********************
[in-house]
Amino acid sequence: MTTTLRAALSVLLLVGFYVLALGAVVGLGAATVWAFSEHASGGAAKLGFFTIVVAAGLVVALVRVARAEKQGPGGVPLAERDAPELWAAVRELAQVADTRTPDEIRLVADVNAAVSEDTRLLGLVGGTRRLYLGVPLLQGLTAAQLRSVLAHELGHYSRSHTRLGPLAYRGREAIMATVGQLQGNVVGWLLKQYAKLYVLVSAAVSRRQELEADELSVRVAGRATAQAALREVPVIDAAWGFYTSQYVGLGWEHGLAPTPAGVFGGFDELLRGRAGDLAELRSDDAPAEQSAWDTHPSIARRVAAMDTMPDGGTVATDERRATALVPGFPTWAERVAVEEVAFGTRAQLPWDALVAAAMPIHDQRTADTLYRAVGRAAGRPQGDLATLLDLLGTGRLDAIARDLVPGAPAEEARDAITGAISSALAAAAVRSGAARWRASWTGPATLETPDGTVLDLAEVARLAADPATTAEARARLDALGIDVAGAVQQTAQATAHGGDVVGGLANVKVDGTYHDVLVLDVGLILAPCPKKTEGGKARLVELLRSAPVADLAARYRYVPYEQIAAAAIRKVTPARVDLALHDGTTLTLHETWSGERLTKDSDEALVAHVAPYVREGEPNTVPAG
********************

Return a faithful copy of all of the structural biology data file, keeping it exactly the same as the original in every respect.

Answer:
[in-house]
Amino acid sequence: MTTTLRAALSVLLLVGFYVLALGAVVGLGAATVWAFSEHASGGAAKLGFFTIVVAAGLVVALVRVARAEKQGPGGVPLAERDAPELWAAVRELAQVADTRTPDEIRLVADVNAAVSEDTRLLGLVGGTRRLYLGVPLLQGLTAAQLRSVLAHELGHYSRSHTRLGPLAYRGREAIMATVGQLQGNVVGWLLKQYAKLYVLVSAAVSRRQELEADELSVRVAGRATAQAALREVPVIDAAWGFYTSQYVGLGWEHGLAPTPAGVFGGFDELLRGRAGDLAELRSDDAPAEQSAWDTHPSIARRVAAMDTMPDGGTVATDERRATALVPGFPTWAERVAVEEVAFGTRAQLPWDALVAAAMPIHDQRTADTLYRAVGRAAGRPQGDLATLLDLLGTGRLDAIARDLVPGAPAEEARDAITGAISSALAAAAVRSGAARWRASWTGPATLETPDGTVLDLAEVARLAADPATTAEARARLDALGIDVAGAVQQTAQATAHGGDVVGGLANVKVDGTYHDVLVLDVGLILAPCPKKTEGGKARLVELLRSAPVADLAARYRYVPYEQIAAAAIRKVTPARVDLALHDGTTLTLHETWSGERLTKDSDEALVAHVAPYVREGEPNTVPAG